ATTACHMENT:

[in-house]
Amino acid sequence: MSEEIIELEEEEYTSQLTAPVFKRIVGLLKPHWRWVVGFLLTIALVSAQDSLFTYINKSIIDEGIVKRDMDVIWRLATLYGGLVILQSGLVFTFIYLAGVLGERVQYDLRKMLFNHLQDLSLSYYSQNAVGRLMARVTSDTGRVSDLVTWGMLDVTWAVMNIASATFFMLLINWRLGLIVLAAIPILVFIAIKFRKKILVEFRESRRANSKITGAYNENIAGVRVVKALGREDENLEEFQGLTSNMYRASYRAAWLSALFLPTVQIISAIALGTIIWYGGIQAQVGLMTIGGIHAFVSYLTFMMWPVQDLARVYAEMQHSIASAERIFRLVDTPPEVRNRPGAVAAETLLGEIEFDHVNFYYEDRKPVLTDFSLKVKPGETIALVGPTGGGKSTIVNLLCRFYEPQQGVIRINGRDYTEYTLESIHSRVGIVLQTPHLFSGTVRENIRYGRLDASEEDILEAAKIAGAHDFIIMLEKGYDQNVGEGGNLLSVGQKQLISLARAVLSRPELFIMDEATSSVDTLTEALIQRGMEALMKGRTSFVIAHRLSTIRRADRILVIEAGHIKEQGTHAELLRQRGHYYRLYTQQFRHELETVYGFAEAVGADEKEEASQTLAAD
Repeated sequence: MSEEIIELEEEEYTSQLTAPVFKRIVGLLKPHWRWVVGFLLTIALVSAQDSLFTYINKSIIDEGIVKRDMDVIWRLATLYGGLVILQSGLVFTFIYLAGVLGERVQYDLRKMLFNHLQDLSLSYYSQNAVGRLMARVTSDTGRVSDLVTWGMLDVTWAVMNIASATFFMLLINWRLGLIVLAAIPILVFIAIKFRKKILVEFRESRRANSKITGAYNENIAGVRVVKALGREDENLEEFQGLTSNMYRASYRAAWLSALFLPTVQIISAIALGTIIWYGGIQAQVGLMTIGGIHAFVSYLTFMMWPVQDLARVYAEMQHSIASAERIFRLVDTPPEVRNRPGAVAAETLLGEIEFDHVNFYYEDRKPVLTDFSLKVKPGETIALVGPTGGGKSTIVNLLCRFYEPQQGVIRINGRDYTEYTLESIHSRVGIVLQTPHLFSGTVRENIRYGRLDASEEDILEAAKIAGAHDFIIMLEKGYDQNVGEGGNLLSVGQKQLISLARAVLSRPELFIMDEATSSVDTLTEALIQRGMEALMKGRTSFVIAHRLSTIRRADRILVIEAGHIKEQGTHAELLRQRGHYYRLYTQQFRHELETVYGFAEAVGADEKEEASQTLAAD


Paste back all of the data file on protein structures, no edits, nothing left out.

[in-house]
Amino acid sequence: MSEEIIELEEEEYTSQLTAPVFKRIVGLLKPHWRWVVGFLLTIALVSAQDSLFTYINKSIIDEGIVKRDMDVIWRLATLYGGLVILQSGLVFTFIYLAGVLGERVQYDLRKMLFNHLQDLSLSYYSQNAVGRLMARVTSDTGRVSDLVTWGMLDVTWAVMNIASATFFMLLINWRLGLIVLAAIPILVFIAIKFRKKILVEFRESRRANSKITGAYNENIAGVRVVKALGREDENLEEFQGLTSNMYRASYRAAWLSALFLPTVQIISAIALGTIIWYGGIQAQVGLMTIGGIHAFVSYLTFMMWPVQDLARVYAEMQHSIASAERIFRLVDTPPEVRNRPGAVAAETLLGEIEFDHVNFYYEDRKPVLTDFSLKVKPGETIALVGPTGGGKSTIVNLLCRFYEPQQGVIRINGRDYTEYTLESIHSRVGIVLQTPHLFSGTVRENIRYGRLDASEEDILEAAKIAGAHDFIIMLEKGYDQNVGEGGNLLSVGQKQLISLARAVLSRPELFIMDEATSSVDTLTEALIQRGMEALMKGRTSFVIAHRLSTIRRADRILVIEAGHIKEQGTHAELLRQRGHYYRLYTQQFRHELETVYGFAEAVGADEKEEASQTLAAD
Repeated sequence: MSEEIIELEEEEYTSQLTAPVFKRIVGLLKPHWRWVVGFLLTIALVSAQDSLFTYINKSIIDEGIVKRDMDVIWRLATLYGGLVILQSGLVFTFIYLAGVLGERVQYDLRKMLFNHLQDLSLSYYSQNAVGRLMARVTSDTGRVSDLVTWGMLDVTWAVMNIASATFFMLLINWRLGLIVLAAIPILVFIAIKFRKKILVEFRESRRANSKITGAYNENIAGVRVVKALGREDENLEEFQGLTSNMYRASYRAAWLSALFLPTVQIISAIALGTIIWYGGIQAQVGLMTIGGIHAFVSYLTFMMWPVQDLARVYAEMQHSIASAERIFRLVDTPPEVRNRPGAVAAETLLGEIEFDHVNFYYEDRKPVLTDFSLKVKPGETIALVGPTGGGKSTIVNLLCRFYEPQQGVIRINGRDYTEYTLESIHSRVGIVLQTPHLFSGTVRENIRYGRLDASEEDILEAAKIAGAHDFIIMLEKGYDQNVGEGGNLLSVGQKQLISLARAVLSRPELFIMDEATSSVDTLTEALIQRGMEALMKGRTSFVIAHRLSTIRRADRILVIEAGHIKEQGTHAELLRQRGHYYRLYTQQFRHELETVYGFAEAVGADEKEEASQTLAAD